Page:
Many had thought the air was about 40 percent oxygen (around twice what it is today) but oxidized chromium — which is directly linked to oxygen in the atmosphere — in those sediments indicates the percentage was only about one-10th of one percent.

No complex organism known today could survive in a world with that little oxygen, so if this team is correct, the stage was not yet set for rapid evolutionary processes. Something had to change before the explosion could occur.

Meanwhile, other evidence published last week in the journal Geology suggests that very dramatic changes driven by the tectonic breakup of the so-called “supercontinents” of the pre-Cambrian era could have caused an extraordinary leap in oxygen levels of both the ancient oceans and the earth’s atmosphere.

This Device Diagnoses Hundreds of Diseases Using a Single Drop of Blood .


The digital health revolution is still stuck.

Tech giants are jumping into the fray with fitness offerings like Apple Health and Google Fit, but there’s still not much in the way of, well, actual medicine. The Fitbits and Jawbones of the world measure users’ steps and heart rate, but they don’t get into the deep diagnostics of, say, biomarkers, the internal indicators that can serve as an early warning sign of a serious ailment. For now, those who want to screen for a disease or measure a medical condition with clinical accuracy still need to go to the doctor.

Dr. Eugene Chan and his colleagues at the DNA Medical Institute (DMI) aim to change that. Chan’s team has created a portable handheld device that can diagnose hundreds of diseases using a single drop of blood with what Chan claims is gold-standard accuracy. Known as rHEALTH, the technology was developed over the course of seven years with grants from NASA, the National Institutes of Health, and the Bill and Melinda Gates Foundation. On Monday, the team received yet another nod (and more funding) as the winners of this year’s Nokia Sensing XChallenge, one of several competitions run by the moonshot-seeking XPrize Foundation.

The goal of the XChallenge is to accelerate innovation in sensor technologies that address healthcare problems. Teams came up with tools intended to quickly and easily allow individuals to detect possible health problems without having to rely on analysis from large, facility-bound lab instruments. First hatched by DMI in response to a NASA challenge to create a diagnostics device that could work even in space, rHEALTH was portable from the beginning.

“There used to be no method for good, autonomous diagnosis,” Chan tells WIRED. “rHEALTH technology is highly sensitive, quantitative, and capable of meeting the FDA’s bar for sophistication, while still being geared for consumers.”

Blood to Bluetooth

Here’s how it works: One small drop of blood is dropped into a small receptacle, where nanostrips and reagents react to the blood’s contents. The whole cocktail then goes through a spiral micro-mixer and is streamed past lasers that use variations in light intensity and scattering to come up with a diagnosis, from flu to a more serious illness such as pneumonia—or even Ebola—within a few minutes. There’s also a vitals patch that users can wear to get continuous health readings—EKG, heart rate, body temperature—delivered to their smartphone or the rHEALTH device itself via a Bluetooth link. An app called CHAS (Comprehensive Health Assessment Unit) can walk the user through the process of self-diagnosis.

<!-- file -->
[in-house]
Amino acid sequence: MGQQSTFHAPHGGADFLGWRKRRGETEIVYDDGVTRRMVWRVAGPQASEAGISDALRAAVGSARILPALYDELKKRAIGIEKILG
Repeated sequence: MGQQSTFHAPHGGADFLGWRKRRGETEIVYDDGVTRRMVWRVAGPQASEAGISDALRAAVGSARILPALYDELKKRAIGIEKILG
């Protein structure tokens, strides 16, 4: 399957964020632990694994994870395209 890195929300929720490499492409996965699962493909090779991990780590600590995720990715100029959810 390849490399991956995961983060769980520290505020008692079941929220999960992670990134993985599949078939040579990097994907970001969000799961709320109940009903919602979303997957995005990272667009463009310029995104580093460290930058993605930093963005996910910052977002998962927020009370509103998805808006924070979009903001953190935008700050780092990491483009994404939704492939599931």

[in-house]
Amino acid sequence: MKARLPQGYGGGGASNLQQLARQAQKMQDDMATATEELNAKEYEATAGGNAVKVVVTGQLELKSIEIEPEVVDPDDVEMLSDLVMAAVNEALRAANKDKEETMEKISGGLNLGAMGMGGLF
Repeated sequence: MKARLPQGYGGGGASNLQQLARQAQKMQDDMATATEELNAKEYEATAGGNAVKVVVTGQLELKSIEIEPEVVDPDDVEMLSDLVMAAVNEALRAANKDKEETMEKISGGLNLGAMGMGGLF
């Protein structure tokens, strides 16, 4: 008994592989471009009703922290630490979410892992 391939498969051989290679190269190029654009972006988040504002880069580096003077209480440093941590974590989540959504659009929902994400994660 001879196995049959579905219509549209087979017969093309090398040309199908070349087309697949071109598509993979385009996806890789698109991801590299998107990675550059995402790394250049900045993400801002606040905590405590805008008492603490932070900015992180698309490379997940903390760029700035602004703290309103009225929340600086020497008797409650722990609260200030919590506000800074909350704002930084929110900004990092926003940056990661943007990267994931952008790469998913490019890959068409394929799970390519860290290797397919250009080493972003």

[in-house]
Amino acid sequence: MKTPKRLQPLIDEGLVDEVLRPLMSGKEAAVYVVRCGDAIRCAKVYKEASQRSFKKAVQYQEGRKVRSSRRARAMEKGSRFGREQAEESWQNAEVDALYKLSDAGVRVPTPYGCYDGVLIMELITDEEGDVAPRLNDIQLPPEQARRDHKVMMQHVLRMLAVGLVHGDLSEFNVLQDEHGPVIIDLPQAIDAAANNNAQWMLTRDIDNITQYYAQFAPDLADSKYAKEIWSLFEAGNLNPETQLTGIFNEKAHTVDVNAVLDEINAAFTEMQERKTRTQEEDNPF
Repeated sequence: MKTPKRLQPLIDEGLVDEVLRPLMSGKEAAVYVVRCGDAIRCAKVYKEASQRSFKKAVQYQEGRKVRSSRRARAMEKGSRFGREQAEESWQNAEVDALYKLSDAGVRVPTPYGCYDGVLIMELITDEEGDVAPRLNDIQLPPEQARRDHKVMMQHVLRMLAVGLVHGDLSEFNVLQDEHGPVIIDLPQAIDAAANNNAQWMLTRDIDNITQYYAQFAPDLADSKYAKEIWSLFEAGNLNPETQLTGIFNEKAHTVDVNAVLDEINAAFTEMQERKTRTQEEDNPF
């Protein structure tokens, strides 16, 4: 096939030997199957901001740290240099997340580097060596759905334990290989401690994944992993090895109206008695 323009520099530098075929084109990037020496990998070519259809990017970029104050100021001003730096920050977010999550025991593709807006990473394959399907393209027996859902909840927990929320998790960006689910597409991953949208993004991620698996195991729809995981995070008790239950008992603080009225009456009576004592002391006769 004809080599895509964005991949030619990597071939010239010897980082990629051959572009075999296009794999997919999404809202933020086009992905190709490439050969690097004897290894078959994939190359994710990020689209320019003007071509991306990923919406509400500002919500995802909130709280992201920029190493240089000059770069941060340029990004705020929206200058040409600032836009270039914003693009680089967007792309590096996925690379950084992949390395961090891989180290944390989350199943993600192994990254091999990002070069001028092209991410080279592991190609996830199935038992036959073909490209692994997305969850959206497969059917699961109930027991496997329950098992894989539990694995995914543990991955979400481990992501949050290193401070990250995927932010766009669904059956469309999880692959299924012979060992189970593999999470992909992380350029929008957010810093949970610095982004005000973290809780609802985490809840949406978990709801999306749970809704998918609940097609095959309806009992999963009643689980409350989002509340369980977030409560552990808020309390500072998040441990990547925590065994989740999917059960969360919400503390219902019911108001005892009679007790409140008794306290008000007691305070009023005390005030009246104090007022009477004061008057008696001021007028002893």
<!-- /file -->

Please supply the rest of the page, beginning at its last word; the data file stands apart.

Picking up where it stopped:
The real innovation of rHEALTH, according to Chan, is in getting all the diagnostics technologies packed together into one handheld device. By shrinking its components so much compared to traditional devices, Chan says, patients will need to give 1,500 times less blood than they would for regular tests. Since it was originally developed for NASA, the device has even been tested in simulated lunar and zero gravity. “It’s a symphony of innovations, but we’ve pushed all of them individually to create the device,” Chan says.


Right now, rHEALTH is reliable for cell counts, HIV detection, vitamin D levels, and various protein markers in the body. The next challenges, according to Chan, are adding more tests, scaling up production, and going through the laborious process of getting the rHEALTH commercialized. The company is manufacturing three different models: the rHEALTH One, which will be used for translational research; the rHEALTH X, meant to be used as a kind of power tool for clinicians; and the rHEALTH X1, which will be available for consumers.

Since the rHEALTH One must only be vetted by Institutional Review Boards (IRBs) before being used in research—it doesn’t have to meet stringent FDA standards it will need to reach before being marketing to physicians and consumers—Chan says DMI can ship units in a matter of weeks to interested scientists. Chan’s team will learn from how it’s utilized in research settings to make improvements.

Making Real Changes

It could be a while before consumers actually get access to rHEALTH. In the meantime, the next challenge for Chan and his team is to prepare for the bigger, $10 million challenge from the XPrize Foundation, the Tricorder XPRIZE, which the Nokia Sensing XChallenge was set up to feed. The goal is to create a universal, Star Trek-inspired medical diagnostic tool that detects up to 16 separate health conditions. Of the 11 teams included in the Sensing XChallenge, only DMI is also a Tricorder finalist.

When rHEALTH finally does become available to consumers, Chan says the hope is that people will use the technology to make meaningful lifestyle changes based on the real, robust medical data from the device—a step beyond what he sees as the typical fitness tracker.

“It’s interesting to see how people interact with wearables,” says Chan. “A lot of them think of them as toys or gadgets. That’s not what rHEALTH is. It’s really meant to help you take care of yourself when you’ve got a serious health condition.”

Genetically modified crops.